AR is the second most important reality


At 8:18 into our conversation with AR expert and digital futurist, Galit Ariel, she made the most profound statement I've ever heard about immersive digital technologies, like VR:

"I know a super immersive platform that is free and has a social layer built into it and we already know how to use it...and that's PHYSICAL REALITY."

It was at this moment that I realized what bothers me the most about the "shiny object syndrome" that most marketers get around virtual reality and (the very misunderstood) augmented reality. There are buckets of money and energy being poured into the digital "realities" space, while the real reality space (ie. real life) is quite often ignored and, even more often, underfunded.

Spend time actually talking with your customers and potential customers? Nah. That's too expensive and time-consuming.

Invest in bringing value to your customers and potential customers rather than trying to interrupt them? Pffffffffft. Where is the ROI in that?!

That being said, Galit makes a fantastic argument for the value of investing in augmented reality, not virtual reality, which is a very solo interaction and, to date, isn't appealing to a broad range of people - including me. Between the goofy goggles and the disorientation I experience wearing them (including nausea), I would much rather join the groups of people catching Pokemon in the park (yes...this is still very much a thing!).

In the podcast, she talks about a couple of really cool ideas that augmented reality - which is building a digital layer on top of the real-world, rather than escaping the real-world to enter a virtual one - can bring to enhance our experience of the world:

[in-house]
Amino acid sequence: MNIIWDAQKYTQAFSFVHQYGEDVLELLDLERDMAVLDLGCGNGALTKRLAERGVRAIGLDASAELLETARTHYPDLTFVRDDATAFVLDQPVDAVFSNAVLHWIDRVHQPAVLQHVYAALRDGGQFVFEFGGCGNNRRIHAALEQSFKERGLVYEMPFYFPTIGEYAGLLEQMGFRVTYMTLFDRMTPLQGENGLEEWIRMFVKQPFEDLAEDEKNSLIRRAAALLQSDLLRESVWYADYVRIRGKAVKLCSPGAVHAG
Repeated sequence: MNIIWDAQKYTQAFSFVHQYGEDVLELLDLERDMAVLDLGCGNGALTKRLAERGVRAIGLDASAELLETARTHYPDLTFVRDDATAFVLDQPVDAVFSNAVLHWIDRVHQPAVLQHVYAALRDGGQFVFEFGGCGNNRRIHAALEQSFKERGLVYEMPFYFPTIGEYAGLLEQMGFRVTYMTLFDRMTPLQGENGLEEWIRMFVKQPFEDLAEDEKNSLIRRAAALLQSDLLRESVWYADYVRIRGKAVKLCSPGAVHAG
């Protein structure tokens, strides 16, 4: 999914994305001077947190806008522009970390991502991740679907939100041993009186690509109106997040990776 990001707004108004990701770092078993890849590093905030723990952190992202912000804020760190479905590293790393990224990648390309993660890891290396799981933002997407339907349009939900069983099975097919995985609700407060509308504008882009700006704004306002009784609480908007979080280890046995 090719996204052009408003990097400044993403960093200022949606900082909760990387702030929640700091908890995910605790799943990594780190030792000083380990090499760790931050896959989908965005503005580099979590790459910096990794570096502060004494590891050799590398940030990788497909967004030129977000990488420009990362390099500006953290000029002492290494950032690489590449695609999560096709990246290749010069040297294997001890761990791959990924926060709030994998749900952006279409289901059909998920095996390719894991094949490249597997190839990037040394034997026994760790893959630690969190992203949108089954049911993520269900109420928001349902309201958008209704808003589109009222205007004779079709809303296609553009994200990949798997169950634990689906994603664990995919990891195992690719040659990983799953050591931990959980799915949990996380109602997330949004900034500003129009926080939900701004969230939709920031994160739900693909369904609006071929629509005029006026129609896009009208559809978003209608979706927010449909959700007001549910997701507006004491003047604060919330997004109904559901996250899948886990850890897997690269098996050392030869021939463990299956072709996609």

Number one: A layer of information to enhance our interactions + decision-making


Galit sees AR helping us Tony Stark our way through our days. I, personally, would love to be reminded of someone's recent birthday or what we last discussed when running into them. And, for anyone with allergies, wouldn't it be amazing to look at a dish and get notified of potential hazards?

Number two. Augmented spaces, rather than solo experiences, to break down accessibility barriers.

Today, you need to shell out a lot of money and be pretty technically savvy to get the digital layer of the world working for you. This creates all sorts of digital divides. According to Galit, the best way forward isn't to create augmented reality apps but, instead, to create augmented spaces so that anyone can interact with these spaces, whether they have the technology or not.

An example of this would be in health. Someone entering a clinic could be identified through facial recognition and the medical staff could immediately pull up their history, allergies, current medications and even check their vitals. A patient without a fancy new phone would enjoy the same service as one with one.

Number three. Getting us looking up and around again...and help us be more truly social.


We spend unhealthy amounts of time with our necks stretched and our faces sucked into our phones, but a future of AR will likely be screen and hands-free.

This is VERY exciting for me. I've been finding myself using voice more in an attempt to keep my eyes up and aware of the world around me. The breaking point for me was a physical therapist telling me that it would take months (and perhaps years) to fix my terrible posture, which was the result of craning my neck towards screens for years. With children growing skull horns as a result of this poor postural practice, this can't happen soon enough.

Galit goes on to talk about all sorts of mind-blowing ideas that really did convince me that augmented reality could be the positive technology we need to help us undo the negative effects of many other technologies. She isn't a digital utopian, though. She also understands how any technology can be used for evil.

Listen here and let me know what you think of AR.


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